There is, good potential for discovering and investigating abandoned crofthouses such as those found at Tarvie in Ross-shire or Gartymore in Sutherland. These sites may assist researchers in addressing the very difficult question of how the majority of the population was housed, whether in crofting townships, fishing villages or even burghs. ‘Improved’ house types with the classic layout of two rooms and closet were being built in the early 19th century. However, these were in many areas, few and far between; at any one point there seems to have been a range of house types. There is a question as to whether the ubiquity of the typical croft house was a product of the 20th rather than the 19th century. The excavation evidence needs to be pulled together, with future targeted work to address some of these questions.
Over the years researchers have taken an interest in farm steadings. This can be seen in the work of the RCAHMS (1999b; Glendinning and Wade Martins 2009). The industrial scale that such farm buildings could take and the fact that most were architect designed might place them outwith the strictly vernacular category. They have, however, been included within most broadly-based vernacular studies, are of considerable interest and are under threat (Gifford 1992, 72).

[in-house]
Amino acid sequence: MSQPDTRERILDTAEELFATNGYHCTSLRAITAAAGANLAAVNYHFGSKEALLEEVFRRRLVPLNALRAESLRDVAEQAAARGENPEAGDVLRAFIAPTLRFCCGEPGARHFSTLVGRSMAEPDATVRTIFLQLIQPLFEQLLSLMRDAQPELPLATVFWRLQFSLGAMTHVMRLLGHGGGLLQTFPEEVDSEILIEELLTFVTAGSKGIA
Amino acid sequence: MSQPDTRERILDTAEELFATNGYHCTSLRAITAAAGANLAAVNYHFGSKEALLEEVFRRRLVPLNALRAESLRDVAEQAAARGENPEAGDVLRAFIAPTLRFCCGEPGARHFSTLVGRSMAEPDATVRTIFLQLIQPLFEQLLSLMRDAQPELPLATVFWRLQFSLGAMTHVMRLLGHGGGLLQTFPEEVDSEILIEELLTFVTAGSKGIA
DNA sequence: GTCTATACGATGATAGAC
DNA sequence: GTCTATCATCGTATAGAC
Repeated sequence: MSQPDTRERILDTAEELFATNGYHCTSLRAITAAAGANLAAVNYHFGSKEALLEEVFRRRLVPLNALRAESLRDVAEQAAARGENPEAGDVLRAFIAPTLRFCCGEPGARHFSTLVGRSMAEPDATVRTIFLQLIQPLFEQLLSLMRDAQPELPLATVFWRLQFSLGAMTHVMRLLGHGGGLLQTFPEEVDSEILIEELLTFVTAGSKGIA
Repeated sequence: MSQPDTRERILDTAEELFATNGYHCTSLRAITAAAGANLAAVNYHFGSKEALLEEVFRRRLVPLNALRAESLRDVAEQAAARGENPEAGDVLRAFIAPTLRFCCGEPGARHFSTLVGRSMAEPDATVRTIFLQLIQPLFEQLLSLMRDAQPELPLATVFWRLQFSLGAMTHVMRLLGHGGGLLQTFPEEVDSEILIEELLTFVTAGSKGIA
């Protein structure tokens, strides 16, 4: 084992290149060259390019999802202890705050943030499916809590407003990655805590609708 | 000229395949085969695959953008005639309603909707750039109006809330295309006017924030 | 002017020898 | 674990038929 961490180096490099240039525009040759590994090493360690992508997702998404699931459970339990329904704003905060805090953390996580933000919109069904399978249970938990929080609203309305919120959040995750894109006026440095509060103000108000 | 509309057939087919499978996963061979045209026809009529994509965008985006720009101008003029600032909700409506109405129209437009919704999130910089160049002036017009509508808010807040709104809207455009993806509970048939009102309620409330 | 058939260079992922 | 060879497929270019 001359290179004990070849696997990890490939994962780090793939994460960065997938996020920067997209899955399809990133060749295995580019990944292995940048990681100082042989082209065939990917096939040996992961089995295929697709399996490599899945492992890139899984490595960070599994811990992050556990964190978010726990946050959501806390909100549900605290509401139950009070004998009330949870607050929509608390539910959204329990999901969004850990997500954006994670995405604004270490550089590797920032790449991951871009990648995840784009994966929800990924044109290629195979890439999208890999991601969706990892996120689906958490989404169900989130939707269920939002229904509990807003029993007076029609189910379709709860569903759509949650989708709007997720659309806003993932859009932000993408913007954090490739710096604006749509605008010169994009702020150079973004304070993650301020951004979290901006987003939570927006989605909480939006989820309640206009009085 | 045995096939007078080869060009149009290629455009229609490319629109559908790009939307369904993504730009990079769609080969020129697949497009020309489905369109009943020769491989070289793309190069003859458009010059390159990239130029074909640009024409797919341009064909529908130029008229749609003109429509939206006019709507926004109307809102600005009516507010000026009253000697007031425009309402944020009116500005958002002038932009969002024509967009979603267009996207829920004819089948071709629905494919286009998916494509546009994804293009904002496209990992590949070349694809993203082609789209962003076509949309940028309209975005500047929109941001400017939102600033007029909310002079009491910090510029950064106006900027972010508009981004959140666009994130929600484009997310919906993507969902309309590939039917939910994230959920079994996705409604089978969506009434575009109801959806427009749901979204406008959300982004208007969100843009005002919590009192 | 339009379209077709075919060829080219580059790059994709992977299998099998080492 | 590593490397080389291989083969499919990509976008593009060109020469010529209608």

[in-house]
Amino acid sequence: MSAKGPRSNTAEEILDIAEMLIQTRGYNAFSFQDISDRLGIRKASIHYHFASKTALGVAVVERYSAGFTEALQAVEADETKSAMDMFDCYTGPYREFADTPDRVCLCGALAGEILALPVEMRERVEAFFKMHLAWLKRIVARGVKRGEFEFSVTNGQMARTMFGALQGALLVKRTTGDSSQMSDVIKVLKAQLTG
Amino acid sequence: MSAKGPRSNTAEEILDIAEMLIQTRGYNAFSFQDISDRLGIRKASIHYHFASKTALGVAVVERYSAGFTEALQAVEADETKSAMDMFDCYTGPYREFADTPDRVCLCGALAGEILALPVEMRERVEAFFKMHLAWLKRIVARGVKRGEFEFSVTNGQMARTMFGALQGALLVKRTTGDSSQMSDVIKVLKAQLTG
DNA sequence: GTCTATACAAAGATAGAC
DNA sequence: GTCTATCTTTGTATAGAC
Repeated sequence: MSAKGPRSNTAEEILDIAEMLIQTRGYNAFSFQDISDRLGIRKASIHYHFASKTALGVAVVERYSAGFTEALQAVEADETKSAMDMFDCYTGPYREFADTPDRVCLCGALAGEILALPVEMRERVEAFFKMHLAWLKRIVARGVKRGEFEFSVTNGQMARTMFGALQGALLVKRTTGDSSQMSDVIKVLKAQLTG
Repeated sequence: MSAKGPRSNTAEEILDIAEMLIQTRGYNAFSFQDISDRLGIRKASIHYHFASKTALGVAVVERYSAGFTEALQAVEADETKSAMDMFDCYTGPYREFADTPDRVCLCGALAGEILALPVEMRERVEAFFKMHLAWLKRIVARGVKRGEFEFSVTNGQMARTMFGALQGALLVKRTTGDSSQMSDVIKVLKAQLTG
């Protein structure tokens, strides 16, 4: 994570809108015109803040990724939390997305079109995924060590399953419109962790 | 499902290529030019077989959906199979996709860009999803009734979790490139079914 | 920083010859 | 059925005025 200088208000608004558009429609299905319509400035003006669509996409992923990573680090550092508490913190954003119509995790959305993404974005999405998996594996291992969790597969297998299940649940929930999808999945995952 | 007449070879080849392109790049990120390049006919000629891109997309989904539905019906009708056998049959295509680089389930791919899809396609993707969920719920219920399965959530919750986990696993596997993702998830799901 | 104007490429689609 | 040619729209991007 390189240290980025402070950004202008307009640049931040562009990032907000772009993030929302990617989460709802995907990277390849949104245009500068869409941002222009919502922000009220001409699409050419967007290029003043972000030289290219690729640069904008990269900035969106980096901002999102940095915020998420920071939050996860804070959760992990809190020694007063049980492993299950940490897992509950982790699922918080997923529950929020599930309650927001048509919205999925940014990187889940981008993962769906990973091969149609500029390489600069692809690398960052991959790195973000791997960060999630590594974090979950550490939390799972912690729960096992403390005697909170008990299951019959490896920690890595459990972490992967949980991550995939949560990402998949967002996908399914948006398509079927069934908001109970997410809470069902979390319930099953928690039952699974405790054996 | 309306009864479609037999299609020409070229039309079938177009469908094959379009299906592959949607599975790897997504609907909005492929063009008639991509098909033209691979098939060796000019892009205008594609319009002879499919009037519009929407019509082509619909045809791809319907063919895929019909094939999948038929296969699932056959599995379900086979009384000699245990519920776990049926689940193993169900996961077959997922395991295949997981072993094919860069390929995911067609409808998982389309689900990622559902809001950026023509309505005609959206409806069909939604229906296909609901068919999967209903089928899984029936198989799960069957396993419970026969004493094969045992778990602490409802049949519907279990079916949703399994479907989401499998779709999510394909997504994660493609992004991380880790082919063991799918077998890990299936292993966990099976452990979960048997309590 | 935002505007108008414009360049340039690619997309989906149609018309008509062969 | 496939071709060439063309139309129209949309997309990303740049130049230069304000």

In addition to dwellings and steadings, other specialised rural buildings survive, for example creel barns in Wester Ross (eg Kirkton, Lochalsh; MHG31392), the bank barns on Canna, and model dairies and bull’s houses on Skye (MHG55548). The earliest surviving dated barn in the Highlands, perhaps in Scotland, is from Flowerdale, Wester Ross, and is dated to 1730 (Beaton 1994, 183).
A number of follies are dotted across the Highlands, including mock ruined castles such as near Dingwall, (MHG7465), a representation of the gate of Negapatam in India at Fyrish, Easter Ross (MHG8109), and towers (eg MHG48922; MHG24018); most of these relate to landlord aspirations, but some, such as at Fyrish, were also projects to provide work for tenants at times of famine.